Public Key Cryptography Standards

What Does Public Key Cryptography Standards Mean?

Public key cryptography standards (PKCS) are a group of specifications developed with the aim of accelerating the deployment of algorithms featuring two separate keys – one private and one public.


PKCS were first developed by RSA Laboratories with the cooperation of security developers from around the world.

The first published release of PKCS was in 1991 as a result of the cooperation of early adaptors. The standards promote the use of cryptography techniques such as the RSA algorithm and the Schnorr signature.

Techopedia Explains Public Key Cryptography Standards

PKCS are a group of non-vendor dependent standards that are aimed to foster better secure communications through the use of extensive cryptography.

PKCS did not become industry standards initially because RSA retained control over them, but many of the standards were adapted by other working groups.

The standards were developed by RSA with the cooperation of industry partners which included Apple, Microsoft, Lotus, Sun, DEC and MIT.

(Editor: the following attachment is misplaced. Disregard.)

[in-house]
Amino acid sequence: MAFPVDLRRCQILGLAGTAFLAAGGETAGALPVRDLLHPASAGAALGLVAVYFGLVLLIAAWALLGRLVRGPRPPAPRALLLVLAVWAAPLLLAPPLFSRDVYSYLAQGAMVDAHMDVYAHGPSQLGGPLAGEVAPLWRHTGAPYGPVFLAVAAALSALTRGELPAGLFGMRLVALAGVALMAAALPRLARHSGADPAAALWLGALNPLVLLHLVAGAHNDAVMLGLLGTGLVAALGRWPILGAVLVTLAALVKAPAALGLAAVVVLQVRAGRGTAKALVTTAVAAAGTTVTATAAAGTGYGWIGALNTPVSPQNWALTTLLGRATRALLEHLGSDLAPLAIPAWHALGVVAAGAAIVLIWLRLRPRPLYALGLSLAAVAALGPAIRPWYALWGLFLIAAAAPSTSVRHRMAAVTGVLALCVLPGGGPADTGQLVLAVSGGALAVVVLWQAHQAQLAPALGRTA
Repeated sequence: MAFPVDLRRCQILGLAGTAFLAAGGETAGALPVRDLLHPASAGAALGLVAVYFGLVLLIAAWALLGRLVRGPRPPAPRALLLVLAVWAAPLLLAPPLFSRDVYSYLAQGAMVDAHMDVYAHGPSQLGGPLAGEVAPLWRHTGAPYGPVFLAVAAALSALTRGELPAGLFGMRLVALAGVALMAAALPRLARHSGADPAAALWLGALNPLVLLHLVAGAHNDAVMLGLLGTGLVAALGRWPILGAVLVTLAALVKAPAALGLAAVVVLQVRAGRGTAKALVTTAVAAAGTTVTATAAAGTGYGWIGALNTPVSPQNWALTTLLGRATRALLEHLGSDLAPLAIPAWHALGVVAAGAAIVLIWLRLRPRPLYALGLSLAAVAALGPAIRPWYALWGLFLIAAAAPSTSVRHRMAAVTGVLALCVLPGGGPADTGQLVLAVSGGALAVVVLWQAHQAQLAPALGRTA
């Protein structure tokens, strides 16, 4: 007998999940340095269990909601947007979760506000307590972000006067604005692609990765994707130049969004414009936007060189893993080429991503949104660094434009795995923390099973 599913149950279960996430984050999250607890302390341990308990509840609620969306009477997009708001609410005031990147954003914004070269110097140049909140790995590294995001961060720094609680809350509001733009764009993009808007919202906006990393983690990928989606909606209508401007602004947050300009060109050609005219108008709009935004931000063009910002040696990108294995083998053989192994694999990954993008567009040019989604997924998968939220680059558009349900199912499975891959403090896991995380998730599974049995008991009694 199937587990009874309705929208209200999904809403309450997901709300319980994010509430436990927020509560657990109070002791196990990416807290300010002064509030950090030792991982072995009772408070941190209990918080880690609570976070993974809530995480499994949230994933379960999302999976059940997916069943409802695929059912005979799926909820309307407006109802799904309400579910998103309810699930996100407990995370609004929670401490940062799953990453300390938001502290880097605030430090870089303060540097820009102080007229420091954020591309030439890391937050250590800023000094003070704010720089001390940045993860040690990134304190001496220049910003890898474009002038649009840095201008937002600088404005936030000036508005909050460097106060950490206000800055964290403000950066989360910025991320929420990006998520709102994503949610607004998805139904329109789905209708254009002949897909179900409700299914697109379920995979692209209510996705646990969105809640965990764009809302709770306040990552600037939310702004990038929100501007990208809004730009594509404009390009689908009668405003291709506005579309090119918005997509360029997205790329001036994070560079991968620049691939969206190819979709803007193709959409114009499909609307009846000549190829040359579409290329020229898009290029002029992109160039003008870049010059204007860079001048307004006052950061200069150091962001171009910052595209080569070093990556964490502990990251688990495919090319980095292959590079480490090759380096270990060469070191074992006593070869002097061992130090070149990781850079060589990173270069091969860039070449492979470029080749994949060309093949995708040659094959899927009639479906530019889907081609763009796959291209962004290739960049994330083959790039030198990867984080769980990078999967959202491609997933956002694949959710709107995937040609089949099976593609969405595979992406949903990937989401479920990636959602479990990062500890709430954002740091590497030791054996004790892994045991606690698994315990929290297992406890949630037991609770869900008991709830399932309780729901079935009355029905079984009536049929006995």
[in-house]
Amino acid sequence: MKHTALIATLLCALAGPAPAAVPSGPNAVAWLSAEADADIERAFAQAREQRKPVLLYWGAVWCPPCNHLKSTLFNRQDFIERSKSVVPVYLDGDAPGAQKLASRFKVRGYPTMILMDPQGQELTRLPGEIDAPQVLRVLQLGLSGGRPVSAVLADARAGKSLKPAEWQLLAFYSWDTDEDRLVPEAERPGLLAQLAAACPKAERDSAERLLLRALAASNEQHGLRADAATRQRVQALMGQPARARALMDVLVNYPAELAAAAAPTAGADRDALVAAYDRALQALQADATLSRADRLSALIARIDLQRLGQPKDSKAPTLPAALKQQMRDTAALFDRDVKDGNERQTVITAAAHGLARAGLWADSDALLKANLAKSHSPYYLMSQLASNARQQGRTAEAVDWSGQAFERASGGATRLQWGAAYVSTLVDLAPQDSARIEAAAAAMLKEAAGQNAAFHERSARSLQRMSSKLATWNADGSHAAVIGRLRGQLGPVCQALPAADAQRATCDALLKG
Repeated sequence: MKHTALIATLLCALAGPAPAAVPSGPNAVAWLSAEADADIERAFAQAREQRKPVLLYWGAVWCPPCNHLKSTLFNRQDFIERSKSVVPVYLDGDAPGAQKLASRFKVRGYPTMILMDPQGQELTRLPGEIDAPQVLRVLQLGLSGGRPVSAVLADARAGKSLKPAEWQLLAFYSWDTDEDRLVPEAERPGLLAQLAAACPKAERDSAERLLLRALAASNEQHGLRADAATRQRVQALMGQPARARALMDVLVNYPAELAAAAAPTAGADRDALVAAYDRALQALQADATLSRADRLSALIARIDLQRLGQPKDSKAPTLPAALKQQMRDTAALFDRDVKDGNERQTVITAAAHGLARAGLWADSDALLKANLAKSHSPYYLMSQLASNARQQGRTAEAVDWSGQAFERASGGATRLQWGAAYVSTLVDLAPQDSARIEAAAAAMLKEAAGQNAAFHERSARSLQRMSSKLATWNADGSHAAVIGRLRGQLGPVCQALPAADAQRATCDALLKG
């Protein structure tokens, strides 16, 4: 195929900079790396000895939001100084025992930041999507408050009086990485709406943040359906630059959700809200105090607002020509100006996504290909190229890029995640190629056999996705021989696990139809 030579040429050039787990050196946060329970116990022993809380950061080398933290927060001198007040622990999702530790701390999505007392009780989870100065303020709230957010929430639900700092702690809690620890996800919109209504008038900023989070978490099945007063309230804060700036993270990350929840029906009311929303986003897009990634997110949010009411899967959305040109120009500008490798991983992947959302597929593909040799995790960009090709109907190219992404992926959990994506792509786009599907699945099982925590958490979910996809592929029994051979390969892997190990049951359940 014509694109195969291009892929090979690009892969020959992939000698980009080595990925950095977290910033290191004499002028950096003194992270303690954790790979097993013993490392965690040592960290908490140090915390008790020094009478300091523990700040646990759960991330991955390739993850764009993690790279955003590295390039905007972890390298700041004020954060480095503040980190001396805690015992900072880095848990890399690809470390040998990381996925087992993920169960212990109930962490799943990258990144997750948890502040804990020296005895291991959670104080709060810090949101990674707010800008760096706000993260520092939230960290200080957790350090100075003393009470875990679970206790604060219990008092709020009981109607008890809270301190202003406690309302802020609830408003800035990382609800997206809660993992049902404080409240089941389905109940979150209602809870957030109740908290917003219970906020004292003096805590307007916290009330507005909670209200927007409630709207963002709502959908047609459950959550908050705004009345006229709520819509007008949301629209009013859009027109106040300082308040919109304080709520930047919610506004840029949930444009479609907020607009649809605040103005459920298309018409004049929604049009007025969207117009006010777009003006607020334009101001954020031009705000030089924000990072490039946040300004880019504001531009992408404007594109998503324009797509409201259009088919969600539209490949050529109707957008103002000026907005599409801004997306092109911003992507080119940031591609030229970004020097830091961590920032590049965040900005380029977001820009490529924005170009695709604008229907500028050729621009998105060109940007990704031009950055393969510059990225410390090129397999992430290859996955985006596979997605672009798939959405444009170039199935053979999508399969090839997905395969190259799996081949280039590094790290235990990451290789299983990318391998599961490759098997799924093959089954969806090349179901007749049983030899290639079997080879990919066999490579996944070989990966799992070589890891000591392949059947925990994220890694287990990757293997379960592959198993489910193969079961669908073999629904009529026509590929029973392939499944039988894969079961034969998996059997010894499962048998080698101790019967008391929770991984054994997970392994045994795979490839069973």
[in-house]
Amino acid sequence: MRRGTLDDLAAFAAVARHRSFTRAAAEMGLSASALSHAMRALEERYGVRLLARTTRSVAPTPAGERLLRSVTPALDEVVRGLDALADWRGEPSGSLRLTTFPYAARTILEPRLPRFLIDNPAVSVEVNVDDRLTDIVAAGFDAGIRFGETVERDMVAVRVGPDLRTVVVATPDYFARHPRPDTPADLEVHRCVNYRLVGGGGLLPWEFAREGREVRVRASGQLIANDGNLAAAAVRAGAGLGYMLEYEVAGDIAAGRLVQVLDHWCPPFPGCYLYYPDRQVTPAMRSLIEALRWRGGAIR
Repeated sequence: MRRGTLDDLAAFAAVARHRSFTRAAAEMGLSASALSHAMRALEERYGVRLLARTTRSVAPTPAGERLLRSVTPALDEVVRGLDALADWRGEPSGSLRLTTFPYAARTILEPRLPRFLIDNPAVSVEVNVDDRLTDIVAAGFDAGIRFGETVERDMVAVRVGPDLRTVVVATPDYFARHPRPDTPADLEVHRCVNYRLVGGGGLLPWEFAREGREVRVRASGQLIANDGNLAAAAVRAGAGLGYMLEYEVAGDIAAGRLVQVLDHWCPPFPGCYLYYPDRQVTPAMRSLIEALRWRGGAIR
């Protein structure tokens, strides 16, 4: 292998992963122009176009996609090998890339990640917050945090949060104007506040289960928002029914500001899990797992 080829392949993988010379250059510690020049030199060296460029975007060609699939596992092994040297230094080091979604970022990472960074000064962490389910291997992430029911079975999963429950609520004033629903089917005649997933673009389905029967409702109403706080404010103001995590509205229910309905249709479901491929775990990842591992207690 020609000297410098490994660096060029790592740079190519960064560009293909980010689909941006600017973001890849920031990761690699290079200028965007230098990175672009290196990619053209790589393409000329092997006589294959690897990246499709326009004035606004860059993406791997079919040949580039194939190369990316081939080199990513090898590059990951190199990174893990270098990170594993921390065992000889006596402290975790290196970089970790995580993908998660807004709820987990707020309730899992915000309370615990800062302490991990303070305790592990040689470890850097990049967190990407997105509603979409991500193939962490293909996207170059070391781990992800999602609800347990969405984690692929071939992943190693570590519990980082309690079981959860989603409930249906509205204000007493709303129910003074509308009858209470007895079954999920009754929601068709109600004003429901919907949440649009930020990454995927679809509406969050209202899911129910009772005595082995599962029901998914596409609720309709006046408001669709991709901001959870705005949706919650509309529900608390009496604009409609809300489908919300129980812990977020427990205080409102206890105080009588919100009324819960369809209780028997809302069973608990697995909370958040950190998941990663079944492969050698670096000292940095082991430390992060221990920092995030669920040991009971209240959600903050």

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Margaret Rouse is an award-winning technical writer and teacher known for her ability to explain complex technical subjects to a non-technical, business audience. Over the past twenty years her explanations have appeared on TechTarget websites and she's been cited as an authority in articles by the New York Times, Time Magazine, USA Today, ZDNet, PC Magazine and Discovery Magazine.Margaret's idea of a fun day is helping IT and business professionals learn to speak each other’s highly specialized languages. If you have a suggestion for a new definition or how to improve a technical explanation, please email Margaret or contact her…